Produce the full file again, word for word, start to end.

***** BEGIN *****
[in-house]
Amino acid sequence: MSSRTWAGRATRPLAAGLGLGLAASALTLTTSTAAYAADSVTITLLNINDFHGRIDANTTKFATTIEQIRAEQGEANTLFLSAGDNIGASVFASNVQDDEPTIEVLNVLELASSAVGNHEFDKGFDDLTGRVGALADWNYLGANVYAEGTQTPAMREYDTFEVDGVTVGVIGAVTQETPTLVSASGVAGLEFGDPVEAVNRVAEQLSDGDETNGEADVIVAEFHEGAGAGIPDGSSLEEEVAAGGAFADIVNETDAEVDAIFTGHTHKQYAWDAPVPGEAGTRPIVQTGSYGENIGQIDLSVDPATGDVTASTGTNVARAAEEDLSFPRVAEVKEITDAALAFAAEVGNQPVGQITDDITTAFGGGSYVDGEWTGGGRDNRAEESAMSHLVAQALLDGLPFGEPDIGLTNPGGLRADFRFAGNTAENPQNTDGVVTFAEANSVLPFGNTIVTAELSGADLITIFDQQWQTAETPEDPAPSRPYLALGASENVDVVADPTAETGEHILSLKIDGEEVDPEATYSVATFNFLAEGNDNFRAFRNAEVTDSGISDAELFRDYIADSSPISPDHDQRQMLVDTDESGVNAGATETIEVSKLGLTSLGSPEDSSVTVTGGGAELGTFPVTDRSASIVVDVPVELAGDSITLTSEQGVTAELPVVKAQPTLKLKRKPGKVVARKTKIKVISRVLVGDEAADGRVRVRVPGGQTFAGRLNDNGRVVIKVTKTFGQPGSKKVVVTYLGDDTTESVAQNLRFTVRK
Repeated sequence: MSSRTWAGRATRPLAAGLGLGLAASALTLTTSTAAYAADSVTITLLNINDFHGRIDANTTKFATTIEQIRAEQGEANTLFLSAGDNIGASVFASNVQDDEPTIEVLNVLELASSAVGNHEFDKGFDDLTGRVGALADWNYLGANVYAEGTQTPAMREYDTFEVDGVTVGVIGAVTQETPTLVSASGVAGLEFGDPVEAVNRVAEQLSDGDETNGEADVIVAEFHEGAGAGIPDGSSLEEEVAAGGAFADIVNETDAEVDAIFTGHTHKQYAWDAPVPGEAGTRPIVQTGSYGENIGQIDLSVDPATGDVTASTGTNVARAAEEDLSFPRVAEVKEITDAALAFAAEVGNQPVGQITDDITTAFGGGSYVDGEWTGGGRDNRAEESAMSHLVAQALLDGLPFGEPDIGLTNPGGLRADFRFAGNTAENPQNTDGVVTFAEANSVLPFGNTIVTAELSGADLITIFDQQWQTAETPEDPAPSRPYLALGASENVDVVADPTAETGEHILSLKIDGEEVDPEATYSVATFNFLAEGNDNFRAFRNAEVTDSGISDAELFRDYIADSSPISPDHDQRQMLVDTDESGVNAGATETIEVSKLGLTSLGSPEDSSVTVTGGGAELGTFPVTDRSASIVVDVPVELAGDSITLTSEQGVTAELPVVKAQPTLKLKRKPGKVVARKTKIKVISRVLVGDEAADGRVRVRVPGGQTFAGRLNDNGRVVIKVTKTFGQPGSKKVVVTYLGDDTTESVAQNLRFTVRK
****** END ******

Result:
[in-house]
Amino acid sequence: MSSRTWAGRATRPLAAGLGLGLAASALTLTTSTAAYAADSVTITLLNINDFHGRIDANTTKFATTIEQIRAEQGEANTLFLSAGDNIGASVFASNVQDDEPTIEVLNVLELASSAVGNHEFDKGFDDLTGRVGALADWNYLGANVYAEGTQTPAMREYDTFEVDGVTVGVIGAVTQETPTLVSASGVAGLEFGDPVEAVNRVAEQLSDGDETNGEADVIVAEFHEGAGAGIPDGSSLEEEVAAGGAFADIVNETDAEVDAIFTGHTHKQYAWDAPVPGEAGTRPIVQTGSYGENIGQIDLSVDPATGDVTASTGTNVARAAEEDLSFPRVAEVKEITDAALAFAAEVGNQPVGQITDDITTAFGGGSYVDGEWTGGGRDNRAEESAMSHLVAQALLDGLPFGEPDIGLTNPGGLRADFRFAGNTAENPQNTDGVVTFAEANSVLPFGNTIVTAELSGADLITIFDQQWQTAETPEDPAPSRPYLALGASENVDVVADPTAETGEHILSLKIDGEEVDPEATYSVATFNFLAEGNDNFRAFRNAEVTDSGISDAELFRDYIADSSPISPDHDQRQMLVDTDESGVNAGATETIEVSKLGLTSLGSPEDSSVTVTGGGAELGTFPVTDRSASIVVDVPVELAGDSITLTSEQGVTAELPVVKAQPTLKLKRKPGKVVARKTKIKVISRVLVGDEAADGRVRVRVPGGQTFAGRLNDNGRVVIKVTKTFGQPGSKKVVVTYLGDDTTESVAQNLRFTVRK
Repeated sequence: MSSRTWAGRATRPLAAGLGLGLAASALTLTTSTAAYAADSVTITLLNINDFHGRIDANTTKFATTIEQIRAEQGEANTLFLSAGDNIGASVFASNVQDDEPTIEVLNVLELASSAVGNHEFDKGFDDLTGRVGALADWNYLGANVYAEGTQTPAMREYDTFEVDGVTVGVIGAVTQETPTLVSASGVAGLEFGDPVEAVNRVAEQLSDGDETNGEADVIVAEFHEGAGAGIPDGSSLEEEVAAGGAFADIVNETDAEVDAIFTGHTHKQYAWDAPVPGEAGTRPIVQTGSYGENIGQIDLSVDPATGDVTASTGTNVARAAEEDLSFPRVAEVKEITDAALAFAAEVGNQPVGQITDDITTAFGGGSYVDGEWTGGGRDNRAEESAMSHLVAQALLDGLPFGEPDIGLTNPGGLRADFRFAGNTAENPQNTDGVVTFAEANSVLPFGNTIVTAELSGADLITIFDQQWQTAETPEDPAPSRPYLALGASENVDVVADPTAETGEHILSLKIDGEEVDPEATYSVATFNFLAEGNDNFRAFRNAEVTDSGISDAELFRDYIADSSPISPDHDQRQMLVDTDESGVNAGATETIEVSKLGLTSLGSPEDSSVTVTGGGAELGTFPVTDRSASIVVDVPVELAGDSITLTSEQGVTAELPVVKAQPTLKLKRKPGKVVARKTKIKVISRVLVGDEAADGRVRVRVPGGQTFAGRLNDNGRVVIKVTKTFGQPGSKKVVVTYLGDDTTESVAQNLRFTVRK